Kansas Snapshots by Gloria Freeland - November 10, 2023

Good intentions

In the world of business, "the law of unintended consequences" cautions business folks that sometimes an action may have an outcome very different from the desired one. I'm pretty sure there is some sort of equivalent law that applies to child rearing. In the past, I've shared a couple of examples from our family.

One involved daughter Mariya. When her arrival was pending, I decided that a circus-themed nursery - complete with clowns - was just the ticket. As an adult, Mariya shared that she sees clowns as terrifying figures. Oops!

When she was 5, the Freelands gathered for a family reunion in Pennsylvania. To compensate for hours of oldsters reminiscing, among other things, a tour of the Hershey chocolate factory was included. Part of the tour involved sitting in a train of small carts that were pulled past displays showing videos of various chocolate goodies being made. Mariya saw a parallel between a movie of almonds moving along a belt to be covered with hot chocolate and our train. She worried that our fate would soon be the same as those nuts. Oops II!

When daughter Katie was born, Big Bird from "Sesame Street" seemed like a nice companion, so I put him on a shelf in her room. Years went by before Katie mentioned that she thought his red mouth was that color because it was filled with blood! Oops again!

But good intentions going astray are not limited to childhood. When husband Art was a youngster, he was looking at something with his father Tom's name and realized he had no idea what the "L" in his middle name stood for. Art's mom Donna said Tom's middle name was Lorenzo, but he didn't care for it and told people it was Lawrence.

Years later, when Art began doing family history, he quizzed his parents over their recollections of their various long-dead aunts and uncles. During that discussion, Tom mentioned his mother had been particularly close to her brother Rennie, who had died in a lumbering accident before Tom was born. But Tom became emotional when Art commented that he had discovered Rennie's proper name was Lorenzo. Tom's middle name had been bestowed by a mother honoring her beloved brother, and Tom felt bad he had rejected it.

One day when Art was chatting with Donna, she commented she had a rather poor view of her father Charles when she was young. Night after night, Donna's mom Alvina would put supper on the table, only to have Charlie come home hours later. Donna saw this as being inconsiderate in the extreme.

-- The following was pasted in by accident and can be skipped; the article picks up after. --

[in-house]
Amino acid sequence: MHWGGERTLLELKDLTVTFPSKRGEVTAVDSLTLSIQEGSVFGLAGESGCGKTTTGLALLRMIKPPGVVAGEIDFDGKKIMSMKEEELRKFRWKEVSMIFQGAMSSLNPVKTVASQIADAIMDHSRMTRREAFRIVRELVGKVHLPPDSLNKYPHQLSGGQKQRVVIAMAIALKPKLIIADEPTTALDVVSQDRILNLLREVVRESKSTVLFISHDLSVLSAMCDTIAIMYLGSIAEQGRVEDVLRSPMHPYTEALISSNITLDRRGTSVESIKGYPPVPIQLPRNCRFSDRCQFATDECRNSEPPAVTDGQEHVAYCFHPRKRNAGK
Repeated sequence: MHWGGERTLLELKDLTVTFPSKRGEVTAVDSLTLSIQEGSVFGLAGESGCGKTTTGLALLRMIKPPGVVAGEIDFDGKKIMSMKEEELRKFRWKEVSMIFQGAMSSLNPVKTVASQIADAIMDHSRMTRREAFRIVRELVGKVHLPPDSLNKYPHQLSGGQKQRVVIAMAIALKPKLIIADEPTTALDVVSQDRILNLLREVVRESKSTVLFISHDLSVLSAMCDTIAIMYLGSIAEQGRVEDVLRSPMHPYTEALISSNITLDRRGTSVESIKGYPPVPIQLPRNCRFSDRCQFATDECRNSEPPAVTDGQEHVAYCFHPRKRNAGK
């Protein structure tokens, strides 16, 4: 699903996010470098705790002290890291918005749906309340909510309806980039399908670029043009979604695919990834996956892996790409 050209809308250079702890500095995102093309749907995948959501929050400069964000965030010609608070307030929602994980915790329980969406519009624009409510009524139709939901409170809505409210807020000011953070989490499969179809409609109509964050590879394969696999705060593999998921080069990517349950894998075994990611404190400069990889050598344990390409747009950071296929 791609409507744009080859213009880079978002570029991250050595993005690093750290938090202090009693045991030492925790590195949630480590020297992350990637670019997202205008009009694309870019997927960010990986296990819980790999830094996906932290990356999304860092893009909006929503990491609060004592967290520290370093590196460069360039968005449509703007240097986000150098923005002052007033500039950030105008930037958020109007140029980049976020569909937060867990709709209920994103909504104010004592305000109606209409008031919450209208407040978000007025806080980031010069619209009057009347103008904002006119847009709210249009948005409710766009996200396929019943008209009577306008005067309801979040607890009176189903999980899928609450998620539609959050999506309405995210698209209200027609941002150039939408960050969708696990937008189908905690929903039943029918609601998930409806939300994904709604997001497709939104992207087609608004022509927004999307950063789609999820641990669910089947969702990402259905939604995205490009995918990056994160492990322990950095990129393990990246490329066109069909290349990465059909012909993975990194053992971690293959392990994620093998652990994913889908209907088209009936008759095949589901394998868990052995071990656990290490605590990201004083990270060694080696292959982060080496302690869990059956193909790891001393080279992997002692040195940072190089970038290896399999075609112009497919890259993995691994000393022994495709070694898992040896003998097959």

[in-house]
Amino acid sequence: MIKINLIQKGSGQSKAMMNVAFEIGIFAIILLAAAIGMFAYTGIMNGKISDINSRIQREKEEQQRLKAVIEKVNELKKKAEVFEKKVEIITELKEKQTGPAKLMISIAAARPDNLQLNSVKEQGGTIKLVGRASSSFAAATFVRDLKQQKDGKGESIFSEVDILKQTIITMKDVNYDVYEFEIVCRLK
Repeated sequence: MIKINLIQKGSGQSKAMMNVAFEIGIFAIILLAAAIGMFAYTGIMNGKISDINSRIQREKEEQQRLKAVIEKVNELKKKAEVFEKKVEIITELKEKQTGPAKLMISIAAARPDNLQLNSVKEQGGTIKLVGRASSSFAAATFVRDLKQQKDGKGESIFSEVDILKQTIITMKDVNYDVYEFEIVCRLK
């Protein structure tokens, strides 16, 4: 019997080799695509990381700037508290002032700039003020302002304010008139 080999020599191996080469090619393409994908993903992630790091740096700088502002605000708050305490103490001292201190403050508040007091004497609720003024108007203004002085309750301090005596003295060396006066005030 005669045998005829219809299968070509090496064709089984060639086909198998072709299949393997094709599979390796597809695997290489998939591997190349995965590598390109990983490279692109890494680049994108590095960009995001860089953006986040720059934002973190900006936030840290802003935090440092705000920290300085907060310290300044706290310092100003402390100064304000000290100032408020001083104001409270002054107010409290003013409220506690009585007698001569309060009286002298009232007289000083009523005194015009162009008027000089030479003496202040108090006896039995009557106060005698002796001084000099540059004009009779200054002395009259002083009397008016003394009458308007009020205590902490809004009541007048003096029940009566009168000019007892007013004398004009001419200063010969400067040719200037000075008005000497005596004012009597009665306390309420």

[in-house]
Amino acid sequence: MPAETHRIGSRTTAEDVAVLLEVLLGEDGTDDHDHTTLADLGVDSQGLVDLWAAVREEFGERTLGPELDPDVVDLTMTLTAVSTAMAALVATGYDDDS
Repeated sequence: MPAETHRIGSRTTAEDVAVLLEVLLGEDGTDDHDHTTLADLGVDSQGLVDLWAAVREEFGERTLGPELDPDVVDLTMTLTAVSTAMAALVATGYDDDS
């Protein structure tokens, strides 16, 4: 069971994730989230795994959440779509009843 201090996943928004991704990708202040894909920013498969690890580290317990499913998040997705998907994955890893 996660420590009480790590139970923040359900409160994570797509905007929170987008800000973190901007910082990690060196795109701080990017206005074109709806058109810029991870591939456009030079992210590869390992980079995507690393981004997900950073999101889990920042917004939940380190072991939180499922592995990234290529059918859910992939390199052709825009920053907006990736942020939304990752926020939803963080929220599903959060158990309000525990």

One day long after Donna had left home, she mentioned this to her mom. Alvina wasted no time in straightening her out. She pointed out that Charlie had just started a new business selling automobiles. This was when they were still a new thing, and just how such a business would work was not well established. His work included building a garage, hiring men, and teaching them how to repair those newfangled machines. Another part was meeting with prospective customers on their terms, which often meant after normal working hours. Alvina told Donna that having a meal ready for her husband whenever he came home was her way of helping out. Donna countered that her dad could have called, but her mom reminded her that the only phone they had was at the business.

Donna said it taught her to be careful about judging situations she might not fully understand.

What prompted my walk down unintended-consequences lane was a recent discussion with Katie.

When Art was growing up, Tom, Art's uncle, and Donna's dad were all involved in trucking. Like any youngster, Art thought it would be cool to accompany them. More often than not, they would agree, but with the requirement that in no way was he to impede what they were doing. While it was fun for Art, it was work for them.

The practical consequence for Art was there would be no stopping until there was a need to stop for fuel, food, or to transact business. Bathroom usage was to be synchronized with other essential stops.

Art began these trips when he was about 6. As the years passed, he also began to help out, transitioning from passenger to worker.

Art was not unique in this regard. When his parents first married, Donna would accompany Tom just as her brothers had accompanied her father. Art said following these requirements was a sign they qualified as worthy companions.

Many years later, Art and I went to Wisconsin at least twice a year to visit his family. Because the trip was a long one, Art imposed a similar set of requirements on those traveling with him. I say "similar" because we would stop at restaurants, whereas if he was by himself, he'd travel the 12 hours without eating to make the trip quicker. When the kids were small, we also took along a "potty" chair, but the idea was that as they grew, the kids would train themselves to the pattern of the adults.

While friends complained that taking their families on long trips was a nightmare as they were constantly stopping to eat and take bathroom breaks, our "crew" handled such trips with aplomb.

Well, maybe not.

I no longer recall if we explained to the kids the benefits of stopping as little as possible, but it might have been seen as obvious and not explained. Whatever it was, in our recent conversation, it was clear Katie saw these restrictions as just an arbitrary decision imposed by Art.

Ah, yes! Good intentions, but unintended consequences!

Top-left: Mariya with two of her clowns. Top-middle: Mariya, lower-left, eyeing a display at the Hershey plant featuring a large chocolate "Kiss." Bottom-left: Katie stuffing Big Bird into a sleeper. Bottom-middle: Lorenzo Sheldon and his sister - Art's grandmother - Alma. Right: October 1920 advertisement for the Paige automobile which could be purchased from the Charles Herrmann - Art's grandfather - Motor Car Company.

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